Jump to content
BC Boards

Shoulder Injury Help-Advise


Treatment Options  

2 members have voted

  1. 1. The best way to treat a torn ligament/tendon?

    • Conservative Management
      1
    • Surgery
      1
    • Other
      0


Recommended Posts

So on Saturday about 5 days ago we were on a hike throwing a stick for Kuvarro, my 2 year old border collie. The stick turned on end when it hit the ground and my boy jump on top of it. At first we thought it had impaled him but there was only a small abrasion. However he could only take a few steps before laying down. We carried him a mile plus out of the woods. He is still limping and does not have his normally energy. There seems to be no obvious point tenderness. Yesterday he watched chickens most of the day against my better judgement. Today he won't even get up to greet people he just barks from where he's laying until they say hi to him. Prior to yesterday I have been keeping him in the house and not letting him run mostly. He still is whining when he moves his leg wrong.

Ultimately I am taking him to the vet today but I need advise. I figure it is one of three things a tear, sprain or broken bone. If its broken or sprain I need tips to keep him calm and get him to rest.

If it is torn, which is suspect it is, I need advise on the best treatment for a 2 year old, very lean 40lb, highly active male. We have another senior dog(shepherd mix) with two torn ACLs we decided to use conservative management with(because we knew he wouldn't allow him self to recover properly) and that has been going great but if Kuvarro has torn something I don't really think that conservative management would be ideal. Has anyone had experiences with torn ligaments. (I highly suspect something is torn)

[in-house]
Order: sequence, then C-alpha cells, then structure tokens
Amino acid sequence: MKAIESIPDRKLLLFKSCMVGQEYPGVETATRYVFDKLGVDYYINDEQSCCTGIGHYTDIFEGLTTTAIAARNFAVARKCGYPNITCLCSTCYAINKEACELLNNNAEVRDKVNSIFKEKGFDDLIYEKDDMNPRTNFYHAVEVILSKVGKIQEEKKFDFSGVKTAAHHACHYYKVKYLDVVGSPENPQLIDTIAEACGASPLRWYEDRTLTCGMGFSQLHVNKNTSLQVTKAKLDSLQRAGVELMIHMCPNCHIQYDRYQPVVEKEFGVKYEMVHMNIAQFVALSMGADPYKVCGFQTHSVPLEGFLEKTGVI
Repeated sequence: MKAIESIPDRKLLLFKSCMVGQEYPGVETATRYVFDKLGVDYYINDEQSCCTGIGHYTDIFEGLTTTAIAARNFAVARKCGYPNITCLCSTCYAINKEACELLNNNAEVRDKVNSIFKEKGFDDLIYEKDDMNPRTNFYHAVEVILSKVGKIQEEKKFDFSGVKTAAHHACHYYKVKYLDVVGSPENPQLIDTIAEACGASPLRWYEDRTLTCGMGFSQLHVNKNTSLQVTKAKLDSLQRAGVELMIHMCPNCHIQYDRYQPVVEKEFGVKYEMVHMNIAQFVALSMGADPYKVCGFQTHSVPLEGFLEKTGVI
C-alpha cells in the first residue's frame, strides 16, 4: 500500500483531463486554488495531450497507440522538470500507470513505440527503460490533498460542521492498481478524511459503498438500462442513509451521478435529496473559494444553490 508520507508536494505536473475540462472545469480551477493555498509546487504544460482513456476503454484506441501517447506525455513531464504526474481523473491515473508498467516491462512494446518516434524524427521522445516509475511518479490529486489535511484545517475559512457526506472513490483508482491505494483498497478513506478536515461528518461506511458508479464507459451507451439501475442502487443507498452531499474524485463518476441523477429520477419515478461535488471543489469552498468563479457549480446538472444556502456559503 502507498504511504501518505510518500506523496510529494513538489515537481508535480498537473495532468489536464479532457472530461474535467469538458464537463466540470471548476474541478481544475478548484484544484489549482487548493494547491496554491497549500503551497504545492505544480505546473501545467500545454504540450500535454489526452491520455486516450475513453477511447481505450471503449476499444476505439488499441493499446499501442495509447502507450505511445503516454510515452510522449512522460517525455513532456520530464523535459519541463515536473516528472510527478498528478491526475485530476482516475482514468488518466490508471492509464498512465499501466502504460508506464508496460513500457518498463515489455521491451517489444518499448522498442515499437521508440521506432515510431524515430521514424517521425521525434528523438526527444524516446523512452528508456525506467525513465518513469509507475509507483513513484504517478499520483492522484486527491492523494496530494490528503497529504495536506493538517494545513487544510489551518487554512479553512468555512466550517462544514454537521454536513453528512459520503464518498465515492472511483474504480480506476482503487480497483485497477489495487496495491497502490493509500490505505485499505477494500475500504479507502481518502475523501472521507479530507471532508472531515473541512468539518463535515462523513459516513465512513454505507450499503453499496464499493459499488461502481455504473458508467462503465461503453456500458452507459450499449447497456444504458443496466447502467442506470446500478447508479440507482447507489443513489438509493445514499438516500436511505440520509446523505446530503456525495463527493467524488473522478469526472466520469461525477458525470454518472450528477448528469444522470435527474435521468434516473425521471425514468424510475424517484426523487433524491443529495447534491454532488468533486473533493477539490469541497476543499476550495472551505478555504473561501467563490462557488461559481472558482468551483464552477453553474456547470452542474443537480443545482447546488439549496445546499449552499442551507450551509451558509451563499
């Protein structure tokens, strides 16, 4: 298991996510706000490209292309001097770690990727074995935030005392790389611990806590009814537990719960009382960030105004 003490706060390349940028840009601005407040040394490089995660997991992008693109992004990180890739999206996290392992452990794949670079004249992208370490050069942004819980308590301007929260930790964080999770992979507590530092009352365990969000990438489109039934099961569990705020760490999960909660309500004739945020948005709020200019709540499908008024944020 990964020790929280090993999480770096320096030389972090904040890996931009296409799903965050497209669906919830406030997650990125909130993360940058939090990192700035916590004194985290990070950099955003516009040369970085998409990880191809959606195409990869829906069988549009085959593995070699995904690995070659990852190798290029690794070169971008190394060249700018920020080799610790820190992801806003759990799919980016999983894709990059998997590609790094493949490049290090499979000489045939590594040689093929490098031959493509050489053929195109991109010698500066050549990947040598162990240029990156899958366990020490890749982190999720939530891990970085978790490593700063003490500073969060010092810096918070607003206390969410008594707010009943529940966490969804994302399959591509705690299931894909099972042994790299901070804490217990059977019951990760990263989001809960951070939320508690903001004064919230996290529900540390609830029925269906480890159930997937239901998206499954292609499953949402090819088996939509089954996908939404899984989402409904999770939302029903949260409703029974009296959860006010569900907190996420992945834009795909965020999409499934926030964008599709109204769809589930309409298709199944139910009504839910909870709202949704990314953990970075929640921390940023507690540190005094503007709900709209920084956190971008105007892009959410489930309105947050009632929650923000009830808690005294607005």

Obviously I know I should wait to hear what the vet says, but I want to hear other peoples experiences so that I can make well informed decisions about my dogs care.

Edited by Kuvarro
Adding another sentence
Link to post
Share on other sites

I"m sorry your boy hurt himself so badly. My 11 yr old is going through conservative management of acl damage in both knees.

It sounds like Kuvarro's injury in his shoulder area? That's a complex joint system. I wish you the best of luck with finding out what's going on and how to treat it. Please let us know what happens at the vet.

Ruth & Gibbs

Link to post
Share on other sites

In a case like this, where there is no clear diagnosis, you won't get any usefull information from that poll. Some torn ligaments or tendons fare better with conservative  treatment, others need surgery. It depends on a myriad of factors. Wish you all the best with your dog.

Link to post
Share on other sites
9 hours ago, Kuvarro said:

The stick turned on end when it hit the ground and my boy jump on top of it.

This is why I recommend never throwing stick for dogs. My first border collie did this and did some serious damage to the inside of his mouth and throat. There was lots of blood and the vet said if it had entered only a small degree to one side it could have killed him.

So, what I'm wondering from your description is, is it possible that the stick either went deeper than you realized or perhaps left a fragment under the skin that's now become infected?